This is a typical example of the kind of obnoxious music that I think compresses best with things such as WavPack lossy. It requires 1200+ kbps to be mathematically lossless, but even at 200 kbps and below it still sounds transparent to me. Maybe shadowking or others can try to ABX it at WavPack/Optimfrog lowest quality settings, I think it's transparent.

The reason to test this sample would be to test how dynamic the range of 2Bdecided's VBR algorithm is. Will it choose a very low bitrate, and if it does will it still be transparent? By the way, this sample isn't clipped I made sure. Upon extraction, EAC reported the song's normalization as 98.8% amplitude.

I plan to install foobar2k next weekend and I can try to ABX some of the samples, sorry I didn't have enough time this past weekend. I figure I need to dedicate about a day to play with foobar first, and another day to do actual listening tests. But just to let people know, never from the start did I consider myself to have terrific hearing. I think I probably only have fairly good hearing, and it isn't as good as it used to be either, I'm in my late 20's. And even when I was in my teens, I think I had perfect undamaged hearing but when my friends and I did "single" blind-tests back in the early days of mp3, one of my friends easily defeated me in being able to differentiate certain things.

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shadowking
post Jun 19 2007, 01:41
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Simple tonal classical music should be tested. Corelli and bruhns samples from Guruboolez come to mind.

QUOTE (halb27 @ Jun 19 2007, 06:05) *
QUOTE (shadowking @ Jun 18 2007, 11:32) *

Just tried keys with wavPack lossy @ 350 kbps fast mode: terrible. triangle-2 from that page is very ugly too.
I was afraid after having heard furious that there may be real life sound that makes look wavPack lossy pretty bad.
Setting for my DAP (see signature) btw is excellent in comparison to plain wavPack usage - 32 kHz sampling frequency and s0.4 is a bit of an anti-killer setting. I did a lot of listening tests with it this weekend and I'm very content.

Anyway this shows that a good quality control would be very much welcome for wavPack lossy. Usually a pretty moderate bitrate yields excellent results, but it's not always the case. Maybe this thread encourages David Bryant to go along this way.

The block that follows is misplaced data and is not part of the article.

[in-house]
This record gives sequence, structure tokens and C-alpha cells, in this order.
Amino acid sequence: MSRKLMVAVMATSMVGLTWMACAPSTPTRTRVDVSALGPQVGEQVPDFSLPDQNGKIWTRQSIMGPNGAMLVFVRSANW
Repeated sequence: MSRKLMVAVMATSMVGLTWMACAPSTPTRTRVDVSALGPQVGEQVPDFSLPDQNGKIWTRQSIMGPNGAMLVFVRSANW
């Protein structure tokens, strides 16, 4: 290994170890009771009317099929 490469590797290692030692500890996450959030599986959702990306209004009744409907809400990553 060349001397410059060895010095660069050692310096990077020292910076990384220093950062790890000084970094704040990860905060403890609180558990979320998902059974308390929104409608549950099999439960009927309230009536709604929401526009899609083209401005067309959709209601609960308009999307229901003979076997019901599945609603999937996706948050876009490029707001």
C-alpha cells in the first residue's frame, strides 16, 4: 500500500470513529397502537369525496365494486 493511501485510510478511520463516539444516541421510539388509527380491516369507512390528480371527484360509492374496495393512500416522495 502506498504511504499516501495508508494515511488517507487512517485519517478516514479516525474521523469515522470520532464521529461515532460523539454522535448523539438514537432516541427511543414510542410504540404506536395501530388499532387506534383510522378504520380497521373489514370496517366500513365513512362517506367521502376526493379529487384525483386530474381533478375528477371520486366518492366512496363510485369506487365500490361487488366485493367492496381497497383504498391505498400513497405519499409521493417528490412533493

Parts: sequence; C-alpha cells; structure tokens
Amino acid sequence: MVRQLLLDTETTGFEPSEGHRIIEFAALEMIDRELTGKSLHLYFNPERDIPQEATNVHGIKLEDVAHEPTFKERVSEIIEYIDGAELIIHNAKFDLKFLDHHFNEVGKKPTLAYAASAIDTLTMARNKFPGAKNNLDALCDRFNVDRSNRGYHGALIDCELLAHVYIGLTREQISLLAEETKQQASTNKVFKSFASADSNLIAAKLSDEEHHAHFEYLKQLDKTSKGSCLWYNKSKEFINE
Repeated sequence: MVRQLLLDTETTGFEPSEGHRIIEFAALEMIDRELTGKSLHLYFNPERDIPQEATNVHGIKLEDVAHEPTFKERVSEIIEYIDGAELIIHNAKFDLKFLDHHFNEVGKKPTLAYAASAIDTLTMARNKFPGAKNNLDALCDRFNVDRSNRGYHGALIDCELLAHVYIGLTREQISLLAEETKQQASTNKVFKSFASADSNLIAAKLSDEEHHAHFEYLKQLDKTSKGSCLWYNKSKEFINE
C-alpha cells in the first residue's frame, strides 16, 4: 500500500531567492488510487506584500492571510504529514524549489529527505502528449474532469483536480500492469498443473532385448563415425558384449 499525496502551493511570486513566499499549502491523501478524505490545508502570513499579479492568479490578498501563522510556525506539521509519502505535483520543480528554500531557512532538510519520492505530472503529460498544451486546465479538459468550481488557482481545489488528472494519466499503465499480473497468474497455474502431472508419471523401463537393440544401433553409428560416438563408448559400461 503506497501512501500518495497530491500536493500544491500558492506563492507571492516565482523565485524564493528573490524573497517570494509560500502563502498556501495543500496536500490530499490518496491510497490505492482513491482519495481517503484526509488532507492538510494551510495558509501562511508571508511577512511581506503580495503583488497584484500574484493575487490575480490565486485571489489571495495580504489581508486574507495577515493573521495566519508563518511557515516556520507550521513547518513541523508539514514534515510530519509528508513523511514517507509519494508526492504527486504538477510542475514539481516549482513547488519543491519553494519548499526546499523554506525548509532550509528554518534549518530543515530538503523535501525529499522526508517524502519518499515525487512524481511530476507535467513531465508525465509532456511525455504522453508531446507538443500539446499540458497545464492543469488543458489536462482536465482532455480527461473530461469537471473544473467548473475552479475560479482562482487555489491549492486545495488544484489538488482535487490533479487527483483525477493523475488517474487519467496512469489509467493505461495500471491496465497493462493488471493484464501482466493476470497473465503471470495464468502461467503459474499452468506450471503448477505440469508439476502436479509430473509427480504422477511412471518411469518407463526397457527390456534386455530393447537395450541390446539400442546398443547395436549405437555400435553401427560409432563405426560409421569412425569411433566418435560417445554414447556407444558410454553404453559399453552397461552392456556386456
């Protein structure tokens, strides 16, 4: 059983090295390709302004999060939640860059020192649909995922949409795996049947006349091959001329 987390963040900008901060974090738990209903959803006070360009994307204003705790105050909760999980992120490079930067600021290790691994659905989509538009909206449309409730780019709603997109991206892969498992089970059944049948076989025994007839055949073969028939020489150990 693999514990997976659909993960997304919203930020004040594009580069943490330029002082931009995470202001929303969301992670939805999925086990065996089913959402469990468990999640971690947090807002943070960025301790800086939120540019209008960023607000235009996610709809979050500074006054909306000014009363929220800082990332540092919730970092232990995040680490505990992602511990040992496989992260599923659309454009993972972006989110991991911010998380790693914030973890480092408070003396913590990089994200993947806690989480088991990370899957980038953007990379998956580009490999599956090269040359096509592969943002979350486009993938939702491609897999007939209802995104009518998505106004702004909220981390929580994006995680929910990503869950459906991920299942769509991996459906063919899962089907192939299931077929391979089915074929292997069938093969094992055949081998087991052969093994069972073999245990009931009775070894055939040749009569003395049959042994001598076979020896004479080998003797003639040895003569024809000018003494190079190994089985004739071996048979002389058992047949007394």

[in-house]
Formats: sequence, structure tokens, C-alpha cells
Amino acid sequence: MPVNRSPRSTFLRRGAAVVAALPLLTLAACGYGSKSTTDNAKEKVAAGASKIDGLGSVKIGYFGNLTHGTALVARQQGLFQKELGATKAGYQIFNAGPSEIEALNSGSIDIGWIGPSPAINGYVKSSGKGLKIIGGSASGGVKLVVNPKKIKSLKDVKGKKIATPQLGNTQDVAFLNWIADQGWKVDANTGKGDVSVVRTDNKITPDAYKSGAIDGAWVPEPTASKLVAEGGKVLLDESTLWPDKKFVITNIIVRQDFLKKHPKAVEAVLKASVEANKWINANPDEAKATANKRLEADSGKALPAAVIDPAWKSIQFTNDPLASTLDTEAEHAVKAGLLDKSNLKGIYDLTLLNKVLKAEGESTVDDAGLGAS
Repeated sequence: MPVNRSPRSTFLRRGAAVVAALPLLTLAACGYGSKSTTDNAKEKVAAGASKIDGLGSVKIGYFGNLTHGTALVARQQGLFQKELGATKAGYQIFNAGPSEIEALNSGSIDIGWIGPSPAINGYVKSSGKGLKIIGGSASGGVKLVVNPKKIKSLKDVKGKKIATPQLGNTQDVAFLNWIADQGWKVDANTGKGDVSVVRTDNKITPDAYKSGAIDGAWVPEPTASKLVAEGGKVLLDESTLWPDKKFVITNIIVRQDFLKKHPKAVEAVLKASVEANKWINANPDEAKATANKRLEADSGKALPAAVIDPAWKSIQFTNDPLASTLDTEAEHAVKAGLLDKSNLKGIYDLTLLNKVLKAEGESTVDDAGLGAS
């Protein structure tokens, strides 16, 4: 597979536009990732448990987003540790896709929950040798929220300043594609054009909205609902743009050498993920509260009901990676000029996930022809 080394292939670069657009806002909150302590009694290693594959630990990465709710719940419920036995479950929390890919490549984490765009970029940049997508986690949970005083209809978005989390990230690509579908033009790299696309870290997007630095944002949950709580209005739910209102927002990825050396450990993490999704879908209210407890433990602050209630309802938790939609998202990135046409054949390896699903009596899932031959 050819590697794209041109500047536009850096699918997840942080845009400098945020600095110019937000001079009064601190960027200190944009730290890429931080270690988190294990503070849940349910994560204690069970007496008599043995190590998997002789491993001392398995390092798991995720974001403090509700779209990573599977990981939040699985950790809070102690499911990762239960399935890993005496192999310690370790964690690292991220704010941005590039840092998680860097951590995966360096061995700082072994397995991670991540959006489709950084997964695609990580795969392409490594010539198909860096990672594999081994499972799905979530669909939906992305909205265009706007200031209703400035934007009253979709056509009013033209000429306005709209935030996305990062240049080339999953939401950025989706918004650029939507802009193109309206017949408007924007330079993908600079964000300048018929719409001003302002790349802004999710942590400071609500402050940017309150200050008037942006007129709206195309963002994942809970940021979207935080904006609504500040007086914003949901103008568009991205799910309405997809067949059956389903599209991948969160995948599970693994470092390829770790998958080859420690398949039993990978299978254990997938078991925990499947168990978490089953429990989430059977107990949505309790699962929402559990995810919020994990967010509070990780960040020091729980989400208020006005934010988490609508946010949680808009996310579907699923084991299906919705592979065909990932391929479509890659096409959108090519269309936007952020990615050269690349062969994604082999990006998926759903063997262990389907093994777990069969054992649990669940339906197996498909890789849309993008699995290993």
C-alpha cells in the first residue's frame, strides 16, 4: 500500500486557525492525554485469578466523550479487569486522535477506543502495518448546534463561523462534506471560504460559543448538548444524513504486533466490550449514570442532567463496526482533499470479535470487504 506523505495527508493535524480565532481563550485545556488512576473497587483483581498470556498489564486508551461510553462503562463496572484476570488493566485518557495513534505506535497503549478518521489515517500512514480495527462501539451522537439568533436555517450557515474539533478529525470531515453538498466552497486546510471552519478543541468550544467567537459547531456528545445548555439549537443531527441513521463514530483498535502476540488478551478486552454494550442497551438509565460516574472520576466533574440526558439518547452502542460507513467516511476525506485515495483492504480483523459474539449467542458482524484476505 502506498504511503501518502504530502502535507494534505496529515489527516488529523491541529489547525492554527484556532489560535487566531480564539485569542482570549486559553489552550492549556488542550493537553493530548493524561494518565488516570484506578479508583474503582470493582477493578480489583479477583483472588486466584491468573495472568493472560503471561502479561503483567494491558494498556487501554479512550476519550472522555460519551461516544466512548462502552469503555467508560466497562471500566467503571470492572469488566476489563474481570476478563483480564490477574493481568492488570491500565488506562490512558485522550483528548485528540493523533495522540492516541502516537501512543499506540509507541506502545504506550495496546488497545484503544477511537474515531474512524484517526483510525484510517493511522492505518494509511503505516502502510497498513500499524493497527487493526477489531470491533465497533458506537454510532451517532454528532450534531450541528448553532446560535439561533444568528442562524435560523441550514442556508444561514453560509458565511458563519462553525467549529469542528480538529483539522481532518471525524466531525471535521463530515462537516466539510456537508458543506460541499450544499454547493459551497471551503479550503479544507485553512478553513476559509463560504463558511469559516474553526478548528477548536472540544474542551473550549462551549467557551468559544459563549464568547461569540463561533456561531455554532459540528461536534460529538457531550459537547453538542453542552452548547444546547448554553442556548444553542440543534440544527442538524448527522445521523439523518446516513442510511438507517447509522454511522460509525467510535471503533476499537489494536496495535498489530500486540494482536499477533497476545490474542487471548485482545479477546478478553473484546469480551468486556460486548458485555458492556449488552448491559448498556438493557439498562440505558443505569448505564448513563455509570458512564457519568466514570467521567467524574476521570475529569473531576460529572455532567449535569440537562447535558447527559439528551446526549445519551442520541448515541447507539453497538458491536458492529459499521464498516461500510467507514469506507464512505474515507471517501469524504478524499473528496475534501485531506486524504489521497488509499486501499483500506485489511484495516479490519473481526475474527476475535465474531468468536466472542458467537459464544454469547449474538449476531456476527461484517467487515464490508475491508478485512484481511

True. These cases will never happen on CD though. They are good reference for tuning. The thing is that the preprocessor is averaging 450~550k on vbr. If I matched wavpack abr bitrate then all results are also transparent. It would be very impressive if to have a wavpack preset avg 320k that can adapt to these cases. So far this isn't the case - not even dualstream but its close. and I don't know if its possible without noise shaping (vbr + shaping). The wavpack 4.x encoder should handle these fine.


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halb27
post Jun 19 2007, 06:20
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QUOTE (shadowking @ Jun 19 2007, 02:41) *
... These cases will never happen on CD though. ...

Why not? That's exactly what I am afraid of.
I am not so much afraid of killer samples originating from certain kind of electronic music (cause that's not 'my' music) - but an isolated loud triangle or similar might well reach my musical horizon.
Sure things are to be set into relation. We can't expect a full frequency encoding with 350 kbps fast mode to be good or acceptable at everything. 'My' 350 kbps fast mode 32 kHz resampling result isn't transparent as well though acceptable.

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shadowking
post Jun 19 2007, 07:45
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Its nothing but test signal stuff. If you read the pcabx page and all its warning of possible equipment and hearing damage.

I agree though that some cd content can be similar, but the effect will be a much more subtle noise. The fast and even normal modes were never designed for robust compression and quality. I would go for 350k high modes and even -ans. I never liked too many hacks. Actually I think at these middle bitrates -ans will be an advantage as you will get gains in these situation and you have enough masking to not hear the -ans 'working'.